Wherever you are in the world, preparing your home for the holidays, I hope and pray you are enjoying the comforts and treats that this holiday season brings. Good times distract us from the day-to-day problems in the world—it’s easy to forget matters that make us uncomfortable, like distant catastrophes in another state or another country...maybe even a neighbor.
Stop. Take a deep breath. Smell the Christmas trees and the Chanukah bushes. Appreciate the scent of fresh pine mixed with holiday spices. This is what the Tennessee mountains used to smell like. But now, after thousands of acres of forested land have turned to ash, all that is left behind is a bad odor—stale and stagnant. Tennessee’s landscape will never be the same. It will take decades for the land to begin to return to what it once was.
The dying embers in Tennessee’s Smoky Mountains are still glowing, trying to fight back against the firefighters.
Organizations have begun relief efforts to help those who have lost their homes and possessions, and I want to be part of that effort. I am donating 100% of my royalties from Pinnacle Lust on copies sold between November 23 and January 2017 to the relief efforts to replenish Tennessee’s landscape. I have set a goal of $25,000 to be donated toward the cause which comes to about 5,000 copies that must be sold (as an average of all formats).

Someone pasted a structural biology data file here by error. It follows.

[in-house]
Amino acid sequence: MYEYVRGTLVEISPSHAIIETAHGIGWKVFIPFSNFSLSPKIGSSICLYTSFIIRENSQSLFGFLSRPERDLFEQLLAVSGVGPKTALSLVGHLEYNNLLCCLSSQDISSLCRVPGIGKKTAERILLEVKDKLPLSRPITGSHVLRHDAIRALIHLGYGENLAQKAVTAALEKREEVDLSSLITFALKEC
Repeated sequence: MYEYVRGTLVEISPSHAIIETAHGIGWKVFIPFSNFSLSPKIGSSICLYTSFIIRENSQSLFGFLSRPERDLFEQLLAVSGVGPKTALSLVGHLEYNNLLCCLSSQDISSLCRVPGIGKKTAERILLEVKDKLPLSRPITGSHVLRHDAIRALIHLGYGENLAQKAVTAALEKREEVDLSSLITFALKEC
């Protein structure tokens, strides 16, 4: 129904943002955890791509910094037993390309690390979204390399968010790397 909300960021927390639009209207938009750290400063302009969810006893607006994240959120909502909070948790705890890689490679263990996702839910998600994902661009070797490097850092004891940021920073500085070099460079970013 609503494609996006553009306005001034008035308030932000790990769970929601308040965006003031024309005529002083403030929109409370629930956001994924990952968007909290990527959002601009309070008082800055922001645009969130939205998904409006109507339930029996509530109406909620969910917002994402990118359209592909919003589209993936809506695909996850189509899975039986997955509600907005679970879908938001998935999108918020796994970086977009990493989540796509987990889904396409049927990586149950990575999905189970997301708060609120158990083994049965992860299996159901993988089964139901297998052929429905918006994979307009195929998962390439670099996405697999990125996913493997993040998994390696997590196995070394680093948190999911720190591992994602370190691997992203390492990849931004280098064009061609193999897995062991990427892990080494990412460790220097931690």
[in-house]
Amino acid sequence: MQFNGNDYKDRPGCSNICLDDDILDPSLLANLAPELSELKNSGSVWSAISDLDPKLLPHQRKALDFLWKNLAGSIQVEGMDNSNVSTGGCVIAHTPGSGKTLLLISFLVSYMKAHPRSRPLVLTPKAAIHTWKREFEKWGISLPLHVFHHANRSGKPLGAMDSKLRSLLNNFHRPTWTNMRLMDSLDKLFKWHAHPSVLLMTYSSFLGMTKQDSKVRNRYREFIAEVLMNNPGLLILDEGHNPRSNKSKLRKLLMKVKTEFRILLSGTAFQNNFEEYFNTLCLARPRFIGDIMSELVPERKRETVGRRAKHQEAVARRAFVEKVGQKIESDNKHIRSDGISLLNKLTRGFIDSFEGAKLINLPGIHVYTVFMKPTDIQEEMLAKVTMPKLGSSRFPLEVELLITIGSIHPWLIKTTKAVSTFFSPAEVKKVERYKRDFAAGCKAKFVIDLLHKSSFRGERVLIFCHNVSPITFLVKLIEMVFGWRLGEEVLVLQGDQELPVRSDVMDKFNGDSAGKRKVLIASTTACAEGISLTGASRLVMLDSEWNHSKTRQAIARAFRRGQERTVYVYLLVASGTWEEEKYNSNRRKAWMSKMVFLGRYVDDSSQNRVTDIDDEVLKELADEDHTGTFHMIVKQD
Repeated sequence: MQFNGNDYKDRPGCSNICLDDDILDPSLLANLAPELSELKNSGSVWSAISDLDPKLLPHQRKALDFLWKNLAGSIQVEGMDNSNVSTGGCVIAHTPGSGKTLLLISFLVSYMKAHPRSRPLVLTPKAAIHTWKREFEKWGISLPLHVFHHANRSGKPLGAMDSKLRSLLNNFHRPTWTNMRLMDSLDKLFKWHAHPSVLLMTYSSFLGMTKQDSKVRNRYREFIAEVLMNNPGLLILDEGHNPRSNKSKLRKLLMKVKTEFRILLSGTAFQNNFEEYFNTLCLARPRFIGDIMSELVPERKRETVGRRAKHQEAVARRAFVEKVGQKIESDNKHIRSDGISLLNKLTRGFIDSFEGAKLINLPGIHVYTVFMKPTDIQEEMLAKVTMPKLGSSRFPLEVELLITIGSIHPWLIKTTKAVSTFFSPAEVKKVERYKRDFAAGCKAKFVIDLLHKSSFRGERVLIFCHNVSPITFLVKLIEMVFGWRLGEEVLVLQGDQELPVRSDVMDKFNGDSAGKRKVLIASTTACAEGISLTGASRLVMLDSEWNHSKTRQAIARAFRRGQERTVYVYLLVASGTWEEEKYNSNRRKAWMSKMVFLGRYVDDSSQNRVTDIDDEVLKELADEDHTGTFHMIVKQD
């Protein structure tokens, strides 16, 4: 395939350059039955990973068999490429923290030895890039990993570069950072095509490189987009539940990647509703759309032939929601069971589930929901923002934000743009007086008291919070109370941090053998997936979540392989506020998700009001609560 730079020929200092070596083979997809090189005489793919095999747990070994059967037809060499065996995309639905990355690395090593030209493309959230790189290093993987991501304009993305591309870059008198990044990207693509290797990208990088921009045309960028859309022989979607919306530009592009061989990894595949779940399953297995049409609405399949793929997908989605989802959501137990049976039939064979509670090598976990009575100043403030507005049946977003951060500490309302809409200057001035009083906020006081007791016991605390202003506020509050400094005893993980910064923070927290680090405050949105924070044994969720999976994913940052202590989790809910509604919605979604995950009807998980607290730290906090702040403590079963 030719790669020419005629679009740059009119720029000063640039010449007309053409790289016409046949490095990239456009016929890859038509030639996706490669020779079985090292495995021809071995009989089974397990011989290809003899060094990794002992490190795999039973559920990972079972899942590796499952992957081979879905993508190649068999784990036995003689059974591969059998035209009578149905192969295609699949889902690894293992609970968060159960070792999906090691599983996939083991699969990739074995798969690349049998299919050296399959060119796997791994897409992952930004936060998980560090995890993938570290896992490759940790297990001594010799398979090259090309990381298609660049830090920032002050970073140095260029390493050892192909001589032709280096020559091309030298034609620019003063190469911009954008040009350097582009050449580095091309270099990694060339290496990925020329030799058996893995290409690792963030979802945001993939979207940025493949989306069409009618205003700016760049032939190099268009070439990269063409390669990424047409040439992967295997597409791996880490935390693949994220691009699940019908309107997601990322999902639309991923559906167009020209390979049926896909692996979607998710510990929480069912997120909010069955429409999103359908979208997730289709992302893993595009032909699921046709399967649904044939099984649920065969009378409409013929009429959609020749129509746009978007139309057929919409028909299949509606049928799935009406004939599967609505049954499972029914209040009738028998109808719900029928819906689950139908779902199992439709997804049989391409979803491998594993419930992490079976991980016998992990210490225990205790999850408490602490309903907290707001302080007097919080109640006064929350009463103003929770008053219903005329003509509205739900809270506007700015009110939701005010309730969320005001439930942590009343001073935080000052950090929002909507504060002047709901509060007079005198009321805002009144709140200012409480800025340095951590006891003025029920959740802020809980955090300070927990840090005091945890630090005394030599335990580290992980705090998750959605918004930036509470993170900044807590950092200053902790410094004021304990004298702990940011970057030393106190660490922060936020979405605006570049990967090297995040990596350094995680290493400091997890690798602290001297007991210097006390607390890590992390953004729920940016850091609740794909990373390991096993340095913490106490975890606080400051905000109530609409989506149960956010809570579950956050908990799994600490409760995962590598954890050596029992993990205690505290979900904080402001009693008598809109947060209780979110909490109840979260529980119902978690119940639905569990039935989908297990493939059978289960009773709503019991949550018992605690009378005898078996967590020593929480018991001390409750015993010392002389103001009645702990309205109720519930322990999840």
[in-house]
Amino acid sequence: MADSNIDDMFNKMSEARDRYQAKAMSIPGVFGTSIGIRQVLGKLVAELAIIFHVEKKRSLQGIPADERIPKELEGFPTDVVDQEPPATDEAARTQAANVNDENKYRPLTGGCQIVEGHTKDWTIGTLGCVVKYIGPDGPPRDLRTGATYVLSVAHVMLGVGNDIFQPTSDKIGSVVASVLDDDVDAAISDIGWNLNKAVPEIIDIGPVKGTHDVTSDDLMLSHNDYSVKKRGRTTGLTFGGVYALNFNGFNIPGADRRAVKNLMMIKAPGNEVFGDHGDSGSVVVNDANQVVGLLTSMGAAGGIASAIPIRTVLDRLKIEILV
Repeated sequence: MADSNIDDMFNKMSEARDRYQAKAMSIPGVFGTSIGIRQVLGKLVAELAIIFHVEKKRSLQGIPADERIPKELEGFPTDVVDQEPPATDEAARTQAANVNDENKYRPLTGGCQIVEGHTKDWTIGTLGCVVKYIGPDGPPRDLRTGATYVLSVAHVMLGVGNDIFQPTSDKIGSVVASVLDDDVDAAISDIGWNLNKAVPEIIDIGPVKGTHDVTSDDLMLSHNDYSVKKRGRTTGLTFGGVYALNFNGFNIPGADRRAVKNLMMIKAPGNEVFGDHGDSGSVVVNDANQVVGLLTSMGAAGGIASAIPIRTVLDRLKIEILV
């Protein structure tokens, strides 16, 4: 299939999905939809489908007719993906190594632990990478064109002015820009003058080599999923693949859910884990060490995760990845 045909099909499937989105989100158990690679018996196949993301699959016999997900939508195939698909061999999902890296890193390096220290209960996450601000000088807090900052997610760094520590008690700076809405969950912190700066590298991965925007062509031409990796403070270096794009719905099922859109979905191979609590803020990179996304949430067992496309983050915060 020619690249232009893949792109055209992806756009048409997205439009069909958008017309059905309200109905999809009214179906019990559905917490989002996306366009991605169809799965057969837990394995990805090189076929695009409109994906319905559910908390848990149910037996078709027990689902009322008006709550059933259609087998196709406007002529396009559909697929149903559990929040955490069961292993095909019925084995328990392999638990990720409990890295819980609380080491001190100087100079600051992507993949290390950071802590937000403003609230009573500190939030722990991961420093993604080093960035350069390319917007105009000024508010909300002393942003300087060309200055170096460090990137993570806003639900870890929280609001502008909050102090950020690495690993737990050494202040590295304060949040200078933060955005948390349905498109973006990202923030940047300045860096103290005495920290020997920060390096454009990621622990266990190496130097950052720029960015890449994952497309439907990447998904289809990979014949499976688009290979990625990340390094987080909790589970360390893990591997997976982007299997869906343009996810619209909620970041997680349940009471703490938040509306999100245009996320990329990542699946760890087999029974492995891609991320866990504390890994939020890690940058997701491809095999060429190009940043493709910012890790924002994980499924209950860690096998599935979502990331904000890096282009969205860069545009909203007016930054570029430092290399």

And I’m realistic. I know that I cannot reach this goal without your help.
But when I consider the number of trees that have been cut down to make paper for books, and now the devastating loss of trees in Tennessee, I can’t help but to think that buying a copy of Pinnacle Lust is, in a way, giving back.
By giving the gift of a book to a loved one, you will help bring new growth to Tennessee’s landscape and pay back the trees for the paper.
Please. Stand beside me as I help bring relief efforts to a land ravaged by fire.
The colors of the trees were about right for this time of the year. The raging wildfire could almost blend in if not for the smoke, the roar of the fire, out of control. And the fear and the loss.
On November 23, the Sevier County, Tennessee, wildfire started small at Chimney Tops Trail a few miles south of the town. But just overnight, 20 mph winds fanned the flames consuming the three acres to blaze through more than 500 acres. On Tuesday, the winds increased to hurricane force, as high as 80 mph. Eastern Tennessee had suffered a drought over the summer and fall, creating dry conditions ideal for the out-of-control blaze. The result was catastrophic.